"What God said" is thrown around loosely nowadays.  Going to church doesn't make one a good listener when it comes to doing the things of God.  Consider this, God is more concerned about kingdom business and if two people are willing to work together and with God to make some spiritual things manifest in others' lives, not just their own, then God bless their union.  However, with all the troubled marriages and divorces, this is just not the case.  Instead, we have many selfish individuals getting married, void of God, and hoping to capitalize off of one another--mentally, physically and spiritually in a way that doesn't serve anyone but themselves!  Then when the money is spent, attraction lost, and life challenges come into their La-La romance like a flood, now they are questioning, "Was God even in this?"  Most likely he wasn't, but your flesh was in it alright!  Whether one was married five, 10, or 15 plus years ago, the truth of the matter is not every marriage was ordained by God no matter how many times you repeated "under the eyes of God" or how often you attended church prior, during, and afterward.  It's unfortunate but the holiday season only pushes the deception like they do when it comes to Santa, Jesus' birth date, and Christmas being a time for giving. 

If you are a believer, use the holiday season to remind the lost couples in your family to turn their hearts toward God, rather than on things like:  how much money they spent on a gift, where they will be going for their honeymoon, and when they will be having children.  It is through Him they will find peace--everything else is added stress.

Nicholl McGuire also maintains a blog entitled, Laboring to Love an Abusive Mate

Wednesday, November 6, 2013

6 Signs It’s Time to Stop Taking Advice from Relatives or Friends

You love your family and think much of them.  When problems arise personally and professionally, you just might have a relative or two that you can confide in about your life challenges.   Sometimes one may continue sharing details of his or her life with certain individuals even after being repeatedly forewarned about them.  Trouble arises, the confrontation takes place, yet one still seeks advice from those who don't mean him or her well.  When does one stop taking advice from troubled loved ones?

One. When they are often proven wrong.

How much proof do you need when something a relative says proves to be incorrect on an frequent basis, or an exaggeration and a lie are told to you without a blink of an eye?  When you see the writing on the wall, quickly speak truth to your advisor, and then gradually start creating distance from him or her so that you won't be hurt again.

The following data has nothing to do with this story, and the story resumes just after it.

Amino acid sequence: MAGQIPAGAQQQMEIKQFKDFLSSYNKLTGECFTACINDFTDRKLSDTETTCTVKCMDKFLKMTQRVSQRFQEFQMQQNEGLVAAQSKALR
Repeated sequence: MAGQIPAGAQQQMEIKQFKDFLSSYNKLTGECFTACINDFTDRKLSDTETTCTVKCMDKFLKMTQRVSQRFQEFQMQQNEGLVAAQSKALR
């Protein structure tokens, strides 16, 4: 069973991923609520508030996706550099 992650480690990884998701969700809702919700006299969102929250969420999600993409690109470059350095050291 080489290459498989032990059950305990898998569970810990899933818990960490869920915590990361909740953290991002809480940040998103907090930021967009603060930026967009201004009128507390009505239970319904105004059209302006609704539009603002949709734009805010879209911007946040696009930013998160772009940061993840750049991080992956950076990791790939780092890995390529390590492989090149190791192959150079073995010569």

Two. When their track record shows they have yet to learn from past mistakes.

Some people are very good about advising you on what you should and shouldn't do, but do they take their own advice?  When you often see that one's counselor is often in disputes with others, can't seem to come up higher in his or her life, and is often critical of those they claim they love, you just might want to close your mouth on the specifics concerning your own life when speaking to him or her.

Three. When they claim to have a faith but rarely listen and obey their Maker or read and apply biblical text to their lives.

When was the last time your friend visited a church, read the Bible, or did something related to kingdom business other than sit on the phone and talk with you?  It is very easy to bring God into a conversation even when one isn't following His precepts.  Notice the hypocrite's ways, then put a brake on spiritual dialogue with him or her once you see that his or her "fruit," so to speak is spoiled.

Four. When people have warned you not to tell these people your personal business.

Most often relatives and friends have warned you of this because they either feel or learned that your trusted advisor has been sharing your private information with others.  Take heed and cut off personal details of your life.

Five. When they have shared confidential information about you with others without asking for permission.